this city on n groundless charge of as
sault and battery made against him by
employes of the Pennsylvania Railroad,
was given a $300 verdict In his $30,000 suit
against tho Pennsylvania Railroad by a
Jury yesterday In Judge Rudkln's Court
In New York city.
Jleltrer charged thnt he was assaulted
In Broad Street Station Cn February 23,
1911, by the men who made the charge
against him after he had returned from
a drees rehearsal of "Natoma." After
the performance ha had supper with
Victor Herbert, the composer of the
opera, and was In a hurry to catch his
train. The gnteman refused to punch his
ticket because a portion of It had been
lopped off by the conductor on the trip
to this city.
The gateman said Meltzer struck him
In the mouth, but the railroad employe
was a man weighing 200 pounds and tho
fight did not progress very far. Tho
critic denied having gtruck the gnteman.
but admitted calling him a "swine."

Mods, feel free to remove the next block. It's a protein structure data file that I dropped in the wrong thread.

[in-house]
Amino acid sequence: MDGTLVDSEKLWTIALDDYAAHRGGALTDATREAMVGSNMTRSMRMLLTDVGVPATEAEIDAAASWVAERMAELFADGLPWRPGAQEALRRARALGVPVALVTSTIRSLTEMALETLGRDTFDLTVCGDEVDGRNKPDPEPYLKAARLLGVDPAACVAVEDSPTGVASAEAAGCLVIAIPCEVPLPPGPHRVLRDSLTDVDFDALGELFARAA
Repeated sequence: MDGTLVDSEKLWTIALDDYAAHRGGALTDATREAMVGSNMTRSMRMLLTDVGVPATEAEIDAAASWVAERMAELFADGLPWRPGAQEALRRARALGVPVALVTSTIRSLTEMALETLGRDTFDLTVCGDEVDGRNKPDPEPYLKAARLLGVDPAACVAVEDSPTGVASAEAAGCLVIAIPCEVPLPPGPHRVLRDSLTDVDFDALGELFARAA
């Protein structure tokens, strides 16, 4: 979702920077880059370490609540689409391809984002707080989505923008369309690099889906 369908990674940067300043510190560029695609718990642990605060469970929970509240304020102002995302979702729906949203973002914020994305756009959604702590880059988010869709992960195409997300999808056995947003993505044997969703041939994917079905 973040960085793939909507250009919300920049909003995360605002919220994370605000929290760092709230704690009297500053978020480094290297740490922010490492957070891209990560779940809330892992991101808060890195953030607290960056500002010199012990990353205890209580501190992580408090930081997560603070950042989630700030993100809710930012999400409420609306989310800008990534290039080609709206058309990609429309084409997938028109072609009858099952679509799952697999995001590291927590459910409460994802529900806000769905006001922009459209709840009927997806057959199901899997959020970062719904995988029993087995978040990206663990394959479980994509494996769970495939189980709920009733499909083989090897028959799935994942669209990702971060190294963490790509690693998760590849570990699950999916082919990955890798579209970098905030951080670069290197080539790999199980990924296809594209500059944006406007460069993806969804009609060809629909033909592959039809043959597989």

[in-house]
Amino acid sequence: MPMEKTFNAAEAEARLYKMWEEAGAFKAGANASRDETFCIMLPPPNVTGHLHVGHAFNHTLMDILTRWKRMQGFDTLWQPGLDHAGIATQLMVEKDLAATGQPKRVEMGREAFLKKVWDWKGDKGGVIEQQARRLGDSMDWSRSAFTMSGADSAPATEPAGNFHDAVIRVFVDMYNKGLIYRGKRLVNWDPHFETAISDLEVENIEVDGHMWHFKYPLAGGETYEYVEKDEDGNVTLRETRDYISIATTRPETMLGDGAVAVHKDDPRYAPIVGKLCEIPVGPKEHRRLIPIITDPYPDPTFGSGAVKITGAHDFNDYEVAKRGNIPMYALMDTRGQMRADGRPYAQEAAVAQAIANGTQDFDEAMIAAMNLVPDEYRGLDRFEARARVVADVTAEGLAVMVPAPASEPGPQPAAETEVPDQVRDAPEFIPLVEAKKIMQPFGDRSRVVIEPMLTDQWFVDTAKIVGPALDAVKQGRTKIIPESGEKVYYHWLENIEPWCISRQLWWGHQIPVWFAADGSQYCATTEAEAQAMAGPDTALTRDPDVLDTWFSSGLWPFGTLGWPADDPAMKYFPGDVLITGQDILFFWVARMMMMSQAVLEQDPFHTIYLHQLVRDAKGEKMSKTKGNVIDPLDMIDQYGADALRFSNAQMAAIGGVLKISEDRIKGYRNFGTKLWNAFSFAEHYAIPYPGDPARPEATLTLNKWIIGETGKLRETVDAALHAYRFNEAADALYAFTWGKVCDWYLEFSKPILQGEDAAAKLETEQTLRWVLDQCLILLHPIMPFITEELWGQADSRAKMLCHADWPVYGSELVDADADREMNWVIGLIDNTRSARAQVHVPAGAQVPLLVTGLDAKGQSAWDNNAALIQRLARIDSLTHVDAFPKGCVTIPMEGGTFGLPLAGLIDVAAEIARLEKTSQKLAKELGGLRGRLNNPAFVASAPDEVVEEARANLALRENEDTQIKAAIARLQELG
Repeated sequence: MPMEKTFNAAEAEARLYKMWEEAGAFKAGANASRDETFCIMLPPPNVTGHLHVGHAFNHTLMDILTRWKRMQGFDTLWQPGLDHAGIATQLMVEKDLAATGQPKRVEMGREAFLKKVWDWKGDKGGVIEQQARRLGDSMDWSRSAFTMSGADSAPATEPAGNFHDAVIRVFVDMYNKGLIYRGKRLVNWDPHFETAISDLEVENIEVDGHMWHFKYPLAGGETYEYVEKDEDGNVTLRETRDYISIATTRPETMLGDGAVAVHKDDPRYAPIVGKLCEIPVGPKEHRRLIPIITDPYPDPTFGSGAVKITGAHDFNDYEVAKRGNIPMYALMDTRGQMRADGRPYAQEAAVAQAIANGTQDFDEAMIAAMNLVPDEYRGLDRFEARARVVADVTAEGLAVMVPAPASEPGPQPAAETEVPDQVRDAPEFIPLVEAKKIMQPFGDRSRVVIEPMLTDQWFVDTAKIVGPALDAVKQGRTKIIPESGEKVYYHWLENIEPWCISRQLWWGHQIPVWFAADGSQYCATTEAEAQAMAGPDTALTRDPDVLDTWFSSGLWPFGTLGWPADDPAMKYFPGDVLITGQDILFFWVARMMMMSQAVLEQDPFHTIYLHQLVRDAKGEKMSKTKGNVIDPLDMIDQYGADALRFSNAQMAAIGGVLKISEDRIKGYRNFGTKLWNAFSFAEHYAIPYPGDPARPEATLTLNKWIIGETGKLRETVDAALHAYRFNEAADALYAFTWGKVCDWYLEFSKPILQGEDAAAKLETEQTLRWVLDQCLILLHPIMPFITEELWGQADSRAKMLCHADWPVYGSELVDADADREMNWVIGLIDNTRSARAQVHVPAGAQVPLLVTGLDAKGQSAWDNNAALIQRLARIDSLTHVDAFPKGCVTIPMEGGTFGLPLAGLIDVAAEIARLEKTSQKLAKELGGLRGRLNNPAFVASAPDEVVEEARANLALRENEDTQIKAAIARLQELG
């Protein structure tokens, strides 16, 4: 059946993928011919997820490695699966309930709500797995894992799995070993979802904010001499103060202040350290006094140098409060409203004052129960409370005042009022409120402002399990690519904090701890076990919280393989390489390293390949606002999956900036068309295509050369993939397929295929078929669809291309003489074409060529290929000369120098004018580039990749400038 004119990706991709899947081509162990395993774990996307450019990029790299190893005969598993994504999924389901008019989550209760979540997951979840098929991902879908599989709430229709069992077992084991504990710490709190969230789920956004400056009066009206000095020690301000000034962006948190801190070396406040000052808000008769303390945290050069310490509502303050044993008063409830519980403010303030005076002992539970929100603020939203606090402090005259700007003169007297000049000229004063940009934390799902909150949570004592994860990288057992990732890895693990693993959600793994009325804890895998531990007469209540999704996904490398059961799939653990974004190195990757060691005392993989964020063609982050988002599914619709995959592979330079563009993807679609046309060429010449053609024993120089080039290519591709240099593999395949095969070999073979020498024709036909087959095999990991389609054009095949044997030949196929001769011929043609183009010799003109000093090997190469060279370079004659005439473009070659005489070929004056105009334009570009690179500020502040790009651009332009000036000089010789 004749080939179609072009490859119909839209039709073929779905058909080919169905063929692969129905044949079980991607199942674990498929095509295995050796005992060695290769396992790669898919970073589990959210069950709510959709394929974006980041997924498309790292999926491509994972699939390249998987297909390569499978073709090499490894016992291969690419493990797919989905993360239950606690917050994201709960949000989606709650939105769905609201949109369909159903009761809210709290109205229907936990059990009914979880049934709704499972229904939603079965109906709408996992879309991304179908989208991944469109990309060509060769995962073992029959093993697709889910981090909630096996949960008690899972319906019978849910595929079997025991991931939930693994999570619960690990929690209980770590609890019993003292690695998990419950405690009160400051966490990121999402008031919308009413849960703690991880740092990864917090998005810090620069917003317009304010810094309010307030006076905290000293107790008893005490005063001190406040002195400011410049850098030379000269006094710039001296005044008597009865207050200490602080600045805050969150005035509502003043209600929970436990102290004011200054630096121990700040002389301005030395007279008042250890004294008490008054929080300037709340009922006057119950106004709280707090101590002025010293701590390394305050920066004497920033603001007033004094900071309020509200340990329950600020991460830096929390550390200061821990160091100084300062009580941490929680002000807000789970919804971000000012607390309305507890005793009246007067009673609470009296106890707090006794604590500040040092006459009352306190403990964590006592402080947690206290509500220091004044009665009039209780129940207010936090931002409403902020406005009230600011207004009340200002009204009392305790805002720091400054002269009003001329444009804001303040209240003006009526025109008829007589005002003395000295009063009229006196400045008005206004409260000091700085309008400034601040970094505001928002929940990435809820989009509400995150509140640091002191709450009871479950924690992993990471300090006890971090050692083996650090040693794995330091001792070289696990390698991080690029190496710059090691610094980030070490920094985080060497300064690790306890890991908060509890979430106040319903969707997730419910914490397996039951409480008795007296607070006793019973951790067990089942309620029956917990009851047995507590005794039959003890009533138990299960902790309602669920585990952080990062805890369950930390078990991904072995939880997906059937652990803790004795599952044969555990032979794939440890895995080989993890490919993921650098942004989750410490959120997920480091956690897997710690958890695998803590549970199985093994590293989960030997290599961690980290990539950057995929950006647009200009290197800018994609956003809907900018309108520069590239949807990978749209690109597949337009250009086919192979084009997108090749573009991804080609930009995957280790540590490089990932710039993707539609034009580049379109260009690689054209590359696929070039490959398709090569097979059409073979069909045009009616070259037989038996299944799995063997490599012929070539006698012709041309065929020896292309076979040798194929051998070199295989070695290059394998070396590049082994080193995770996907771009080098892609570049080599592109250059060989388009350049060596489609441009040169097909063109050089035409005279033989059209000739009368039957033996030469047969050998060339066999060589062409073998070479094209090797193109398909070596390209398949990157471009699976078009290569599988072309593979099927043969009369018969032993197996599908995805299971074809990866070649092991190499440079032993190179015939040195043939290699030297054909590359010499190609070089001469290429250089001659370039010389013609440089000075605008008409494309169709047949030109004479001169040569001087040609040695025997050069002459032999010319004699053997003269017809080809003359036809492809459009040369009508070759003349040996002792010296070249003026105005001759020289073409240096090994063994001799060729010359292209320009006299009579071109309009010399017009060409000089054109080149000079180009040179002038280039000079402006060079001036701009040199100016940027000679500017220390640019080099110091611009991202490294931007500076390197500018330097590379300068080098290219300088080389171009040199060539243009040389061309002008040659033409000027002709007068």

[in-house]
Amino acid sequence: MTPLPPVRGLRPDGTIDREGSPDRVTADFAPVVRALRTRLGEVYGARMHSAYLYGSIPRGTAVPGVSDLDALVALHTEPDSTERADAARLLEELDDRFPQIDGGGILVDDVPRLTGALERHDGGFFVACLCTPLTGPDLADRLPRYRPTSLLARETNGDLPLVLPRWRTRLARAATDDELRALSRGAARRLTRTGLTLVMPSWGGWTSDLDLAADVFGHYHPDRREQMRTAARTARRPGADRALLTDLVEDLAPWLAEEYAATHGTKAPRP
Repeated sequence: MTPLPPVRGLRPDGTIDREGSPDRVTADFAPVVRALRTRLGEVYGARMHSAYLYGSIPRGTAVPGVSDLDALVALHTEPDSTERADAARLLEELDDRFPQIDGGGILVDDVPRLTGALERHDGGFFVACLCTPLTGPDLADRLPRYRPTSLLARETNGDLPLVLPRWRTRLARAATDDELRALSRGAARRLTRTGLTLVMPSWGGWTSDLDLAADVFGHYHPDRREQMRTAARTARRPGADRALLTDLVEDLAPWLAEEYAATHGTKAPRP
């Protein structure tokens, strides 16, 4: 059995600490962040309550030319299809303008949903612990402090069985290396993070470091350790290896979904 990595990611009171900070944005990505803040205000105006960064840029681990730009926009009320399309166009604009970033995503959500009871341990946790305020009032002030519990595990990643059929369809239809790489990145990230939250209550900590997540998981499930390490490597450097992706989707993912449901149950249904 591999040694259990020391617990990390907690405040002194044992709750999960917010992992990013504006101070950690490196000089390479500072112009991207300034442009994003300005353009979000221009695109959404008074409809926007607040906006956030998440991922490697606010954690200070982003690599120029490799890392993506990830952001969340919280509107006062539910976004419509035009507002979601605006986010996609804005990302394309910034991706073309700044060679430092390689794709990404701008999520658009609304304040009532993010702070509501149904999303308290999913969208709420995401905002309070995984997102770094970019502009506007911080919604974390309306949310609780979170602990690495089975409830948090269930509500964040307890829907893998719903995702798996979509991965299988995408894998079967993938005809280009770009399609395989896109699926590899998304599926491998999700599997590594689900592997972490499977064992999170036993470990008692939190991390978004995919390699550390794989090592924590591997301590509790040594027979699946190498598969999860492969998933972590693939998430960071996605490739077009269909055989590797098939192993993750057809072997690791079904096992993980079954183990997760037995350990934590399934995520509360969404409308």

Meltzer then tried to go through tho
gate marked "exit" and was set upon,
he 'soys, by a special policeman, and
three ushers. He wns indicted on a
charge of assault and battery, but ac
quitted In this city.
MAY PLACE WIRES IN DUCTS
Philadelphia Electric Company Nego
tiating for Space Underground.
Negotlatlqns are under way to lease all
surplus conduit space from the Keystone
Telephone Company by the Philadelphia
Electric Company. Officials of the com
panies concerned say they are not at lib
erty to discuss the matter, but Intimate
the proposition will be closed satisfac
torily to both parties
It such a deal Is consummated, It Is Inti
mated the Philadelphia Electric Com
pany will pay 'a rental for use of 'he
Keystone ducts. The Philadelphia Elec
trio Company wants these ducts, It la
said, to run Its overhead wires In before
the new municipal lighting contract with
i'he eft J on the' basl'sTf a reduced charge
per lamp nas Deen negotiated. All pos
sible speed will be used tn transferring